On the Water

Personal Connections

What do the ships of modern maritime commerce have to do with you?

Most of us take for granted the vital activity in the nation’s ports, along its inland and coastal waterways, and on the high seas. Explore how your life is connected to the goods, resources, and materials that have spent time at sea. And consider how the way we live has an impact on the waters, both at home and around the globe.

Fueling Our Lifestyles

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In 2007, the United States imported around two-thirds of its energy, mainly in the form of some 13 million barrels of crude oil per day. Seventy percent of this oil was transported by huge ships from oil fields in Saudi Arabia, Venezuela, Nigeria, and other nations. The rest was imported via pipeline, mainly from Canada and Mexico.

Also in 2007, the United States imported around 3.5 trillion cubic feet of natural gas. Together, these imports of oil and gas represented 20 to 25 percent of the world’s total daily energy use.

Courtesy of Hyundai Heavy Industries, Korea

Oil Tanker Megalonissos

The oil tanker Megalonissos was built in 2004 by Hyundai Heavy Industries at Ulsan, South Korea, for Greek owners. It measures 800 feet in length and 106,149 deadweight tons (carrying capacity), and its cargo and fuel oil tanks are both double-hulled for extra safety. It falls into the medium-sized Aframax class of tankers and can transport 2.1 million gallons of oil per voyage.

Natural Gas

Wherever oil is found, so is natural gas. For transport as a liquid in special tankers, gas is first compressed and chilled. Americans use natural gas for cooking and for heating and cooling homes. It is also used in manufacturing paper, plastics, and glass, and for fueling city buses and other vehicles. Most of the electrical power plants built in the United States in recent years are fueled by natural gas. Demand for the fuel increases 2 to 3 percent each year.

Photograph of stove by Carl Fleischhauer

Just Look at Yourself!

Virtually all the synthetic materials and plastics that we wear and use each day are derived from petroleum. All kinds of personal care products use petrochemicals, too.

Of the things you are wearing or carrying today, how many were made with fossil fuels?

Gas & Go

Where does most of the oil imported to the United States end up? If you guessed gas tanks, you’re right.

The American barrel of oil contains 42 gallons. On average,

  • 19 of those gallons are refined into gasoline for cars and small trucks.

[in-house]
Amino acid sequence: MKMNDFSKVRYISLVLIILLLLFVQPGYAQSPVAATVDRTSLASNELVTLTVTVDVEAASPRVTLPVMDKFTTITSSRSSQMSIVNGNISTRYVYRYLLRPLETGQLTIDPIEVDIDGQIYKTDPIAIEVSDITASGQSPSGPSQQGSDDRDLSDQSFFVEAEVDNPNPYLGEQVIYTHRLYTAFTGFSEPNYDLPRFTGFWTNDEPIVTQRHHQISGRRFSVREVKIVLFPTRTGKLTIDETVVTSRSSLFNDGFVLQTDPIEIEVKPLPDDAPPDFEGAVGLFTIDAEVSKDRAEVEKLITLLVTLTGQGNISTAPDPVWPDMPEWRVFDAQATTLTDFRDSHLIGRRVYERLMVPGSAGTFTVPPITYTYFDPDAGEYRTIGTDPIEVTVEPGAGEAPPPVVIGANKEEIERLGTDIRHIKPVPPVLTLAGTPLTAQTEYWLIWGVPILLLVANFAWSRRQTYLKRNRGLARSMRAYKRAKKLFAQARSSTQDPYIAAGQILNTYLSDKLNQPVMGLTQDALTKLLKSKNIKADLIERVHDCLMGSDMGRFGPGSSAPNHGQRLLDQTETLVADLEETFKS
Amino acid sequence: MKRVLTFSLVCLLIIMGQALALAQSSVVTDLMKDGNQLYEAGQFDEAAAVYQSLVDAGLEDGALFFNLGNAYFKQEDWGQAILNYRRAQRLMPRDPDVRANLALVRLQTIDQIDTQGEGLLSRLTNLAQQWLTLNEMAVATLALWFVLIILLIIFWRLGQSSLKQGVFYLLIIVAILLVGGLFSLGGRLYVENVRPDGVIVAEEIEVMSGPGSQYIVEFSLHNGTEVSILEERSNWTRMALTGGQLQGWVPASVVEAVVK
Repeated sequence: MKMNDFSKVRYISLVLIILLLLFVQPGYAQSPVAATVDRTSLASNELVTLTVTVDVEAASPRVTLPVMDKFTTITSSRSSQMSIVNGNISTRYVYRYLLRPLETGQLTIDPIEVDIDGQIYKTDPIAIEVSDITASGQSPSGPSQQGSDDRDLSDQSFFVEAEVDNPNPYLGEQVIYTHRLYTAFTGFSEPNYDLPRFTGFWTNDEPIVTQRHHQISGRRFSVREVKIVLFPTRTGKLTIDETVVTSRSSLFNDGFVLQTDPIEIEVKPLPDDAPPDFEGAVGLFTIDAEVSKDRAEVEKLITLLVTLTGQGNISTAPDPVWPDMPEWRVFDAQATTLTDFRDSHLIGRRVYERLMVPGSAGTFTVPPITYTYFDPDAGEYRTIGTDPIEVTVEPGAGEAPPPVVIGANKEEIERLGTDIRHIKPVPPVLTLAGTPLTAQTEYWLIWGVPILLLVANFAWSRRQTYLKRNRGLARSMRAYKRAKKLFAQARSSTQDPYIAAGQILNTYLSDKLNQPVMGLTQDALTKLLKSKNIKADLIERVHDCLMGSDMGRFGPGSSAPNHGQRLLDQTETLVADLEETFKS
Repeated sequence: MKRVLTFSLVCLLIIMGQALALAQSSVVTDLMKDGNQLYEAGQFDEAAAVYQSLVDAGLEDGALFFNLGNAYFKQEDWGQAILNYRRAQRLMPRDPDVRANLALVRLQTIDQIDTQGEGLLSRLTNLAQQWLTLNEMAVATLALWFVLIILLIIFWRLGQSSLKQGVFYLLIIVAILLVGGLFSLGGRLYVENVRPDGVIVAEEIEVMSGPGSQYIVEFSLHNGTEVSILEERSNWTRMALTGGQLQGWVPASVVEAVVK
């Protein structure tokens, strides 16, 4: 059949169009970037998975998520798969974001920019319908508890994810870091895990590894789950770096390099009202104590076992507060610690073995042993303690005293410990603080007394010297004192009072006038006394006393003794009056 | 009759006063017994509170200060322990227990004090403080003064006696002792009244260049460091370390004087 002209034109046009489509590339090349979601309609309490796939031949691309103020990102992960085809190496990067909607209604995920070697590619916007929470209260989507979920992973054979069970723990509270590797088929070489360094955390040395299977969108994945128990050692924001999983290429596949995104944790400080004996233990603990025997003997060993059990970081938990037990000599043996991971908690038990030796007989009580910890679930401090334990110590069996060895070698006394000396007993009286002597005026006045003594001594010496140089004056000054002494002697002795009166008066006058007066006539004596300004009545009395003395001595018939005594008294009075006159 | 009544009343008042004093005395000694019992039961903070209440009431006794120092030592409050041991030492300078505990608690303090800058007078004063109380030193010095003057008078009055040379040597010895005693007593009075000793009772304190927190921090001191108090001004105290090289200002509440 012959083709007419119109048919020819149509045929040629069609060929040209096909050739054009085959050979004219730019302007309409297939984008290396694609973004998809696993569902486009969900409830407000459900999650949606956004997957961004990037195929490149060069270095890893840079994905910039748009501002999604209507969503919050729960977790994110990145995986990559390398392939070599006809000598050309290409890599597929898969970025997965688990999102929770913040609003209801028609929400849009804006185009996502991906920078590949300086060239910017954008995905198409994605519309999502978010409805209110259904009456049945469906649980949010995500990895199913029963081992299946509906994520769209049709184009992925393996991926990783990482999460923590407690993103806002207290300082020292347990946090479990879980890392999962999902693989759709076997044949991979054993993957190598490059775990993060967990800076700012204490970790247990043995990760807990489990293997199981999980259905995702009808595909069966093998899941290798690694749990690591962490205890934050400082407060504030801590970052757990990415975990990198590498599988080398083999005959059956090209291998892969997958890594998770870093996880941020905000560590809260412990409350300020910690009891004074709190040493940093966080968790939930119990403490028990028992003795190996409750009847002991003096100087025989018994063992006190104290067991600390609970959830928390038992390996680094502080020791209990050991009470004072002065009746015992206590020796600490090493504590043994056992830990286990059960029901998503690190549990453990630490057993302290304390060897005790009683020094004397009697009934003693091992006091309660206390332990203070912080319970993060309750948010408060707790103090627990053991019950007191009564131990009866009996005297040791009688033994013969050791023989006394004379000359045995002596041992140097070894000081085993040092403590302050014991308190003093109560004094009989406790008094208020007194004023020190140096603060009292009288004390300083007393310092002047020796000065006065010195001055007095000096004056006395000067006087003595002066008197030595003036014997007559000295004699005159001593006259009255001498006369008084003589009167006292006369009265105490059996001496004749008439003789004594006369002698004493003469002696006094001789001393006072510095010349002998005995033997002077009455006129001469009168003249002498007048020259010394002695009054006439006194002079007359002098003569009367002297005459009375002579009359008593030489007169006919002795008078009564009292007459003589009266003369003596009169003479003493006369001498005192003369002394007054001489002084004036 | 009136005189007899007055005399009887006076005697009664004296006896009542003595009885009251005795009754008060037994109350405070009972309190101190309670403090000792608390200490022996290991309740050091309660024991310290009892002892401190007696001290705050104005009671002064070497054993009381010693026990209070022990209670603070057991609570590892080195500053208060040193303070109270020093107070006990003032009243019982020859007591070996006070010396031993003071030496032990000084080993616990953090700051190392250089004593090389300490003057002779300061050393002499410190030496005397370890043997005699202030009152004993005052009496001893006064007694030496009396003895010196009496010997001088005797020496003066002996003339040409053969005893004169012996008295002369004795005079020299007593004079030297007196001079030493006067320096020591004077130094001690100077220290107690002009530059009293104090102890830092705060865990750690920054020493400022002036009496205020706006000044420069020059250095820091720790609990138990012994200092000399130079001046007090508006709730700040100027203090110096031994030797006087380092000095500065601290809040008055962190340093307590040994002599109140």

• 9 are made into fuel oil for diesel fuel used by large trucks, buses, and trains, and for heating buildings.
  • 4 more become jet fuel.
  • 10 gallons left are for other products (such as lubricants, kerosene, plastics and asphalt for paving roadways, etc.)

Food from the Sea

If you like seafood, you’ve got a lot of company. Seafood consumption in the United States has risen steadily since the 1990s. At the same time, many of America’s regional fisheries have declined, due to over-fishing, pollution, habitat destruction, disease, and other factors. Fisheries that historically helped feed the nation—Atlantic cod, Chesapeake oysters, and Columbia River salmon—have all but disappeared.

Still, all-you-can-eat seafood restaurants are found in most American cities, and fresh seafood is available in supermarkets and seafood specialty stores everywhere. If American fisheries are in such crisis, what are we eating?

Bering Sea Fishery

The Bering Sea, which lies between Alaska and Russia, is tremendously productive. American fishermen are permitted to fish within 200 miles of the shores and islands of Alaska, waters that support the largest commercial fisheries in the United States. After a shift to warmer air temperatures in the 1970s, the population of pollock in the Bering Sea increased by 400 percent. Commercial fishing is rigorously managed to ensure the survival of the species and viable fisheries.

Courtesy of the National Oceanic and Atmospheric Administration

Factory trawlers in Dutch Harbor, Alaska, 2005

Dutch Harbor, on the Aleutian chain of islands in southwest Alaska, is home base for many trawlers during fishing season. Factory processors like the Alaska Ocean offload their frozen products in Dutch Harbor. They also refuel, pick up mail, and load supplies before heading back out to sea.

Modern Fishers